Simultaneous fermentation of glucose and xylose can contribute to improved productivity and robustness of yeast-based processes for bioethanol production from lignocellulosic hydrolysates. This study explores a novel laboratory evolution strategy for identifying mutations that contribute to simultaneous utilization of these sugars in batch cultures of Saccharomyces cerevisiae. To force simultaneous utilization of xylose and glucose, the genes encoding glucose-6-phosphate isomerase (PGI1) and ribulose-5-phosphate epimerase (RPE1) were deleted in a xylose-isomerase-based xylose-fermenting strain with a modified oxidative pentose-phosphate pathway. Laboratory evolution of this strain in serial batch cultures on glucose-xylose mixtures yielded mutants that rapidly co-consumed the two sugars. Whole-genome sequencing of evolved strains identified mutations in HKX2, RSP5 and GAL83, whose introduction into a non-evolved xylose-fermenting S. cerevisiae strain improved co-consumption of xylose and glucose under aerobic and anaerobic conditions. Combined deletion of HXK2 and introduction of a GAL83G673T allele yielded a strain with a 2.5-fold higher xylose and glucose co-consumption ratio than its xylose-fermenting parental strain. These two modifications decreased the time required for full sugar conversion in anaerobic bioreactor batch cultures, grown on 20 g L-1 glucose and 10 g L-1 xylose, by over 24 h. This study demonstrates that laboratory evolution and genome resequencing of microbial strains engineered for forced co-consumption is a powerful approach for studying and improving simultaneous conversion of mixed substrates.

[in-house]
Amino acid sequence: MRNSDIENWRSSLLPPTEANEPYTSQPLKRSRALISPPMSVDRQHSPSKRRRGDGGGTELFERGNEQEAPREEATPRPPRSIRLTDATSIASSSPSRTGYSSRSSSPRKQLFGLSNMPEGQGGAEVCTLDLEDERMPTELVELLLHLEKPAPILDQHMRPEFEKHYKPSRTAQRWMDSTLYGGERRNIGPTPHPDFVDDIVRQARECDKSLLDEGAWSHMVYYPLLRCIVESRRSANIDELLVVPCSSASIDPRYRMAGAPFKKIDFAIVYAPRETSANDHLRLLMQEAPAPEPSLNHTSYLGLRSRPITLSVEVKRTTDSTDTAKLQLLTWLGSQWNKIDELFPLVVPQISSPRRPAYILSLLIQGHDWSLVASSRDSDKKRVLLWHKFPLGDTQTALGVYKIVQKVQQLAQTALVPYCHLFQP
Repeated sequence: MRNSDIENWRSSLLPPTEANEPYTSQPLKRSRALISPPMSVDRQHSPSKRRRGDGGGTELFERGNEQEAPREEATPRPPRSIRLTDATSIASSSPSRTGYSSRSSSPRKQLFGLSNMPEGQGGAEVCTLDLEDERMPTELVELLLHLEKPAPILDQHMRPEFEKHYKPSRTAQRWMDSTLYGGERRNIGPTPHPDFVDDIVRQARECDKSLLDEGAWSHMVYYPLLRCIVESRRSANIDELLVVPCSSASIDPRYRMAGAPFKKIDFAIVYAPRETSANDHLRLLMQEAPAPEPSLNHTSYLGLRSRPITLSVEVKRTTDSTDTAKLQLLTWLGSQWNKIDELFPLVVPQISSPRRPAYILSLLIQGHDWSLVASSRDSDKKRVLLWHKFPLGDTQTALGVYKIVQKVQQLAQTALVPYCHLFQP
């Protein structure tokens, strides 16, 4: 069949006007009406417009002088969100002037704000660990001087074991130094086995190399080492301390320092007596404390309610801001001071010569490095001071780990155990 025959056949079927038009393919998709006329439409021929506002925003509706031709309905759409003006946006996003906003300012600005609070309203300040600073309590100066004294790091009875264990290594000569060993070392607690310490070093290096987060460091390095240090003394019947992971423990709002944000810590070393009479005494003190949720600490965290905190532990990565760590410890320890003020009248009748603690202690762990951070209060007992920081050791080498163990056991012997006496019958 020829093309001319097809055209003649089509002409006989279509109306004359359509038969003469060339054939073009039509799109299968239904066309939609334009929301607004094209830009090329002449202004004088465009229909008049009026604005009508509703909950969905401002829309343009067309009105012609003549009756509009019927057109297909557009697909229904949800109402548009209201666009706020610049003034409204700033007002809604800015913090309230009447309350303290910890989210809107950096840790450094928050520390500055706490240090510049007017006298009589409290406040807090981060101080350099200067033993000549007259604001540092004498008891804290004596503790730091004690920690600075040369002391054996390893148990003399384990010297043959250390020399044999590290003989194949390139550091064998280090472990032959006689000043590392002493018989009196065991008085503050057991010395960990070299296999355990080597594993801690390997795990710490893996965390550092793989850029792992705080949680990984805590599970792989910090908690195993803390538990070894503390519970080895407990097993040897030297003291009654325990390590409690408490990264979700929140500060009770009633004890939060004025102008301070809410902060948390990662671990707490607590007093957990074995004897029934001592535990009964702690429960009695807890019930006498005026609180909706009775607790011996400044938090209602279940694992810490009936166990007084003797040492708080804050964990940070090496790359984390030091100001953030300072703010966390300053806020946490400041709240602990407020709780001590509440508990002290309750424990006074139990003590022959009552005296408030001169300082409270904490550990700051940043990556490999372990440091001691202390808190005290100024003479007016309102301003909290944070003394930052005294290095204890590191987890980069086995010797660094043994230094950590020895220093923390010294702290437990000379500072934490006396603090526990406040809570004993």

Prions are conformationally flexible proteins capable of adopting a native state and a spectrum of alternative states associated with a change in the function of the protein. These alternative states are prone to assemble into amyloid aggregates, which provide a structure for self-replication and transmission of the underlying conformer and thereby the emergence of a new phenotype. Amyloid appearance is a rare event in vivo, regulated by both the aggregation propensity of prion proteins and their cellular environment. How these forces normally intersect to suppress amyloid appearance and the ways in which these restrictions can be bypassed to create protein-only phenotypes remain poorly understood. The most widely studied and perhaps most experimentally tractable system to explore the mechanisms regulating amyloid appearance is the [PIN+] prion of Saccharomyces cerevisiae. [PIN+] is required for the appearance of the amyloid state for both native yeast proteins and for human proteins expressed in yeast. These observations suggest that [PIN+] facilitates the bypass of amyloid regulatory mechanisms by other proteins in vivo. Several models of prion appearance are compatible with current observations, highlighting the complexity of the process and the questions that must be resolved to gain greater insight into the mechanisms regulating these events.